Jewish Theological Seminary

Between This World and the Next: Rabbinic Visions of Purgatory

From: 2023-02-06 1:0 PM
To: 2023-02-06 2:30 PM

The Kabbalah of Tzefat

From: 2023-02-08 1:15 PM
To: 2023-02-08 2:30 PM

“The World as Liminal: Genesis and the Incompleteness of Creation”

From: 2023-01-30 1:0 PM
To: 2023-01-30 2:0 PM

Violence and Peace in Sacred Texts

From: 2023-02-07 1:0 PM
To: 2023-02-07 2:0 PM

Why Jewish Theology Still Matters

From: 2023-01-25 7:30 PM
To: 2023-01-25 9:0 PM

The Kabbalah of Tzefat

From: 2023-02-08 1:15 PM
To: 2023-02-08 2:30 PM

Between the Lines: We Are Not One

From: 2023-02-07 7:30 PM
To: 2023-02-07 8:30 PM

Jumpstart Your Biblical Hebrew

From: 2023-01-26 2:0 PM
To: 2023-01-26 3:30 PM

Remembering Heschel: With Professor Arnold Eisen and Rabbi Shai Held

From: 2023-01-16 7:0 PM
To: 2023-01-16 7:0 PM

The Exodus in the Jewish Tradition: Philosophy, Bible, Midrash, and Art

From: 2023-01-18 12:0 PM
To: 2023-01-18 1:0 PM

The John Leopold and Martha Dellheim Senior Recital 2023

From: 2023-01-26 7:0 PM
To: 2023-01-26 8:30 PM

The Exodus in the Jewish Tradition: Philosophy, Bible, Midrash, and Art

From: 2023-01-11 12:0 PM
To: 2023-01-11 1:0 PM

Between the Lines: Peter Bergson: The Jewish Lobbyist Who Advocated to Save Jews During the Holocaust

From: 2023-01-11 1:0 PM
To: 2023-01-11 2:0 PM

Where Do We Draw the Line?

From: 2022-12-19 1:0 PM
To: 2022-12-19 2:30 PM

Between the Lines: The Stories They Tell

From: 2022-12-05 7:30 PM
To: 2022-12-05 8:30 PM

Between the Lines: The Object of Jewish Literature

From: 2022-12-05 7:30 PM
To: 2022-12-05 8:30 PM

Censoring the Holocaust: How Books Shape Our View of a Painful Past

From: 2022-12-05 1:0 PM
To: 2022-12-05 2:30 PM

Heschel on Prophecy: Spirituality and Activism

From: 2022-11-30 8:0 PM
To: 2022-11-30 9:0 PM

The Circle of Censorship and Book Burning in East European Jewry

From: 2022-11-30 1:0 PM
To: 2022-11-30 2:0 PM

Great Thinkers Who Have Influenced Conservative Judaism

From: 2022-11-30 8:0 PM
To: 2022-11-30 9:0 PM
Between The Lines: The Stories They Tell In #morningsideheights
Between the lines: the stories they tell

Between the Lines: The Stories They Tell

THE STORIES THEY TELL: HALAKHIC ANECDOTES IN THE BABYLONIAN TALMUD

Part of Between the Lines: Author Conversations from The Library of JTS

Monday, December 5, 2022, 7:30–8:30 p.m. ET
Online

Between the lines: the stories they tell

Dr. Judith Hauptman upends the long-held theory of the immutability of halakhah, Jewish law. In her detailed analysis of over 80 short halakhic anecdotes in the Babylonian Talmud, she shows that the Talmud itself promotes halakhic change. She leads the reader through one sugya (discussion unit) after another, accumulating evidence for her rather radical thesis. Along the way, she teases out details of what life was like 1500 years ago for women in their relationships with men and for students in their relationships with mentors.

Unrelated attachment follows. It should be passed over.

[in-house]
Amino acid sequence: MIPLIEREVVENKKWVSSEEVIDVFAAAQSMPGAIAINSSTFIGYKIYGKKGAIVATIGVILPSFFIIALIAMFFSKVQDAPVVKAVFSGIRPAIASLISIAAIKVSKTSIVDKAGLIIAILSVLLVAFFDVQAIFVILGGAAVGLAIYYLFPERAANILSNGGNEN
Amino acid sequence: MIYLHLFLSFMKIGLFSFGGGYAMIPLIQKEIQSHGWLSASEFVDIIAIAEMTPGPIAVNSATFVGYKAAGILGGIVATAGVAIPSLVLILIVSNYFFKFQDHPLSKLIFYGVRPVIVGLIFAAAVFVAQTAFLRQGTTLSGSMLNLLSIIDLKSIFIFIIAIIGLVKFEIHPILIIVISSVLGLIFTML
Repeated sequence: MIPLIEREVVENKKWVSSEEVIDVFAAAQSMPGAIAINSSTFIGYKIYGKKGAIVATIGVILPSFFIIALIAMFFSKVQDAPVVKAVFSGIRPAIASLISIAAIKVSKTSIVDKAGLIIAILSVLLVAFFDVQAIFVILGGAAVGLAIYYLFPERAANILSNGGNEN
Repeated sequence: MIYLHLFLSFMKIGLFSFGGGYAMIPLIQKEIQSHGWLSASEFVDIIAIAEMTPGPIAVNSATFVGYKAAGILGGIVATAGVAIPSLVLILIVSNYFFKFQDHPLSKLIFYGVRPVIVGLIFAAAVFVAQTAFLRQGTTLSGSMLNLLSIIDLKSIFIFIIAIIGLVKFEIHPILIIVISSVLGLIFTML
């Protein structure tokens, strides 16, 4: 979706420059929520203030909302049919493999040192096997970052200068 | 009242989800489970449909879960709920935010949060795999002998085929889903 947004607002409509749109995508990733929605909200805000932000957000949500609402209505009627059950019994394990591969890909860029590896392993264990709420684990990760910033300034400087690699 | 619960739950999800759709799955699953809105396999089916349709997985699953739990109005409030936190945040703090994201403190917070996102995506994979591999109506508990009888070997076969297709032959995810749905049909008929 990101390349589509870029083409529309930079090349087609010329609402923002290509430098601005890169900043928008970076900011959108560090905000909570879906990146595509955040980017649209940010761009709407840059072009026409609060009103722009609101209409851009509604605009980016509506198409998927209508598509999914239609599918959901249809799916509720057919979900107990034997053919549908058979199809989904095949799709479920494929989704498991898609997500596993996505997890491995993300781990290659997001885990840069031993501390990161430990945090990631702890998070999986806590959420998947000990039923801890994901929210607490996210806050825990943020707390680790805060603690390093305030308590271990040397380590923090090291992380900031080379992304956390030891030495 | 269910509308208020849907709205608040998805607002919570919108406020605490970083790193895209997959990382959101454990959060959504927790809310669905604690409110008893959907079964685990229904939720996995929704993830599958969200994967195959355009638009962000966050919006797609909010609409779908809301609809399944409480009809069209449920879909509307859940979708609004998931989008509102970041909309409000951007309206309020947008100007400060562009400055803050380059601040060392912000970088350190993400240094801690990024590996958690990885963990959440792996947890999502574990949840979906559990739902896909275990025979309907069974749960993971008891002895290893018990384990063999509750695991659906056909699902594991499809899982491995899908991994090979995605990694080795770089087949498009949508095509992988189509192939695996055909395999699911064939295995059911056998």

ABOUT JUDITH HAUPTMAN

Judith Hauptman is the E. Billi Ivry Professor Emerita of Talmud and Rabbinic Culture at The Jewish Theological Seminary. Dr. Hauptman’s scholarly research focuses on two areas.

The first is unraveling the mystery of how the Talmud came into being—i.e., how the many strands of rabbinic teachings coalesced into one coherent document. Her work may be classified as synoptic studies—a specialized area of Talmudic research in which related texts are examined for their implications about the history of the texts themselves and of Jewish law. Her first book in this area is titled Development of the Talmudic Sugya: Relationship Between Tannaitic and Amoraic Sources (University Press of America, 1987). Another book, Rereading the Mishnah: A New Approach to Ancient Jewish Texts (Mohr Siebeck, 2005), examines the relationship of the Mishnah and the Tosefta, two early rabbinic works.

Her second area of research involves investigating women’s roles in Judaic thought, bringing an evaluation of the social and ethical norms of the rabbinic period into dialogue with contemporary issues. In Rereading the Rabbis, A Woman’s Voice (Westview, 1998), she traces the development of women’s legal status over time, from chattel in the Bible to second-class citizen at the end of the Talmudic period.